One of the more fun anecdotes commonly told about David Bowie, who died unexpectedly of cancer at age 69 on Sunday, involves his time working in Berlin with Brian Eno, when the song "I Feel Love" by Donna Summer came out. "One day in Berlin, Eno came running in and said, 'I have heard the sound of the future,'" Bowie himself explained. "Eno had gone bonkers over it, absolutely bonkers. He said, 'This is it, look no further. This single is going to change the sound of club music for the next fifteen years.' Which was more or less right."
It was, of course, right — the single has built into all the threads that would morph disco into HiNRG, techno, house, and other forms of club music that lead directly to the EDM scene that's so popular today. After an introduction like that, it's no surprise that Bowie himself ended up working with the visionary producer and songwriter behind "I Feel Love," the Italian producer Giorgio Moroder.
Moroder was writing and producing the soundtrack to the '80s horror film "Cat People." The movie itself was forgettable, but the soundtrack was not. The centerpiece is a masterfully strange goth-tinged glam rock song called "Cat People (Putting Out The Fire)" by David Bowie.
When Quentin Tarantino used the song in his famous "killing Hitler" scene in 2009's "Inglourious Basterds," the song, which at this point was 27 years old, still felt fresh and modern, a testament to how ahead of its time this song really was.
The whole story is a testament to one of the most underrated aspects of Bowie's career, which was his uncanny ear for other people's talent. He's often been celebrated for the chameleon-like nature of his career and his ability to shift sounds and aesthetics, adapting to and advancing countless trends in music. But the reason he was so good at this is because he was forever engaging with other artists who had diverse interests and backgrounds, from punk, disco and soul. He was happy to borrow from and work with others, but he also paid off his debts, promoting the careers of those who influenced him and always having an his ear out for someone doing something new and different.
The most famous example of this is no doubt his relationship with Lou Reed. It's clear that much of Bowie's willingness to play with gender-bending and other bizarre concepts during his "Ziggy Stardust" years was inspired by the sexual frankness both on Velvet Underground records and Reed's own personal life. But he gave as good as he got, covering "White Light/White Heat" to draw attention to the VU catalog and producing Reed's 1972 record "Transformer."
Similarly, Bowie's relationship with Iggy Pop is the stuff of legend, and not just because Pop made a mint off Bowie covering the song "China Girl," which originally written for Pop's album "The Idiot," The Pop/Bowie relationship was a fascinatingly symbiotic one. Bowie's pop instincts and production skills were helpful in turning Pop from a somewhat marginal and frightening punk rock figure, who was known for stage stunts like cutting himself with broken beer bottles, to a more college rock-style artist that has more access to the mainstream. In turn, Pop could grant Bowie a little more punk rock credibility, keeping Bowie anchored in the underground that he was always associated with, even as he became a wealthy rock legend.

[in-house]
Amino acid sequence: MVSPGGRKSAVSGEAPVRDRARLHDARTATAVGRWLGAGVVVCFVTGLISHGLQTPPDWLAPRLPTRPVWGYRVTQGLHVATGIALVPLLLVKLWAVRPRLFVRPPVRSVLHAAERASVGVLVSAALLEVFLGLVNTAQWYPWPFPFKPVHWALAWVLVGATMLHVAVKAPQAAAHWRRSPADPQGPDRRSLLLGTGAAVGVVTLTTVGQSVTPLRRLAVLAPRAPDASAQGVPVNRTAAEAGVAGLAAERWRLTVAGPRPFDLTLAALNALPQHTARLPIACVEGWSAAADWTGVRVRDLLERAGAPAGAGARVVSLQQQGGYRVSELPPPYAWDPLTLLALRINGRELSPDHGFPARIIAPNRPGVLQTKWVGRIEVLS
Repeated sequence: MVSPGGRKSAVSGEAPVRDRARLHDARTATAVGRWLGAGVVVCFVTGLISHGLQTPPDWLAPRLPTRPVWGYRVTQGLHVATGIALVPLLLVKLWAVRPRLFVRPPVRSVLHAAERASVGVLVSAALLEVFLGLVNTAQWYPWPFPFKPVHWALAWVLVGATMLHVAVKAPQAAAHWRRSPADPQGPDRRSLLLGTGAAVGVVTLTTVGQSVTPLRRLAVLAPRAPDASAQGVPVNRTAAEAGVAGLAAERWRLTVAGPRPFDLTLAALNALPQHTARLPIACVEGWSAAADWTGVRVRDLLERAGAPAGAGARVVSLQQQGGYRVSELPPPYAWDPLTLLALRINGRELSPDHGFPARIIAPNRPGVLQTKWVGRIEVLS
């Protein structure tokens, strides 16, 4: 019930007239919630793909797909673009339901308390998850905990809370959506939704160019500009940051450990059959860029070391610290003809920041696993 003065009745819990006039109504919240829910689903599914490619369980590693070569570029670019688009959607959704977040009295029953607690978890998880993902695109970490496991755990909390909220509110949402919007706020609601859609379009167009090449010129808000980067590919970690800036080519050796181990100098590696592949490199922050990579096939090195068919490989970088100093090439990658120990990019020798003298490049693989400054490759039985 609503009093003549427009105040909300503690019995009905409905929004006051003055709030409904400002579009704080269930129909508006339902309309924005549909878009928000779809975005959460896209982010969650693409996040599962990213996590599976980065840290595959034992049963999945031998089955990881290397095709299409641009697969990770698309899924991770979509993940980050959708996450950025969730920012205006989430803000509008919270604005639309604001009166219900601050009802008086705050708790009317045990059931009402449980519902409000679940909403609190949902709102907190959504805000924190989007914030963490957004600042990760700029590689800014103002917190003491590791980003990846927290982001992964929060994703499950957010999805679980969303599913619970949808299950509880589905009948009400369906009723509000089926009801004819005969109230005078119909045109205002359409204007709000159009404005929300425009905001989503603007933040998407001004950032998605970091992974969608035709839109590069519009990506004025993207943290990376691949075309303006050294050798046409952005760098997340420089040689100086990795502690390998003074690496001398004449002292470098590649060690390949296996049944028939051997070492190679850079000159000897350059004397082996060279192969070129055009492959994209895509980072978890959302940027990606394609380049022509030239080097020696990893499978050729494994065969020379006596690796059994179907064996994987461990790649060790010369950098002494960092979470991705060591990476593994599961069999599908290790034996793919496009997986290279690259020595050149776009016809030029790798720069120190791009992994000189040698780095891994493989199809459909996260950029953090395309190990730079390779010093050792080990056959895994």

Collaborating was a way of life for Bowie: With Mott the Hoople for "All the Young Dudes," Queen on "Under Pressure," and the best-forgotten Martha and the Vandellas cover he did with Mick Jagger in 1985. But some of my favorite Bowie collaborations are some of his less well-known ones.
For instance, the "Let's Dance" record is produced by Niles Rodgers from Chic (and lately from "Get Lucky" by Daft Punk), and the guitarist for much of it is Stevie Ray Vaughan. Yes, the blues guitarist from Texas, who was relatively unknown at the time and got a huge boost from being on that record. But this is the same man who managed to get a huge hit, "Heroes," out of an art rock song that had a huge prog rock stamp on it with Robert Fripp's trippy guitar playing.
Bowie also played a hand in Luther Vandross' early career, giving him his first big break as a back-up singer. (You can see them together on stage here.) Vandross didn't just sing on Bowie's "Young Americans" record, but also helped write for it, on the song "Fascination."
Bowie also formed a mutual admiration society with Trent Reznor of Nine Inch Nails. They went on tour together in the mid-90s, a concert that featured the two band merging to do what was usually a five-song set between the NIN opening set and the Bowie main set. (You can see them together here.) Before Johnny Cash was covering "Hurt," David Bowie recognized that NIN was neither a novelty act nor some crap industrial band, but that Reznor had real talent and vision.
In the wake of Bowie's death, a number of people are sharing a story, excerpted from the book "Inside MTV" by R. Serge Denisoff, about Bowie using the occasion of a fluff interview with one of the channel's veejays into an opportunity to confront the issue of black musicians being marginalized in the industry.
There are many reasons to love David Bowie. Here's one. 1982: challenging MTV on their refusal to play black music: pic.twitter.com/0ku30wccVG
— Charlene White (@CharleneWhite) January 11, 2016
Bowie, who had been harmed in his drug-addled days by saying provocative things he didn't mean to reporters, usually avoided saying political things in public. Still, it's not a surprise he pushed this particular button. Championing other artists and insisting that the spotlight be shared with others instead of hogged by the few was who he was, always. To marginalize talented people based on prejudice went against not just his political instincts, but his instincts as an artist.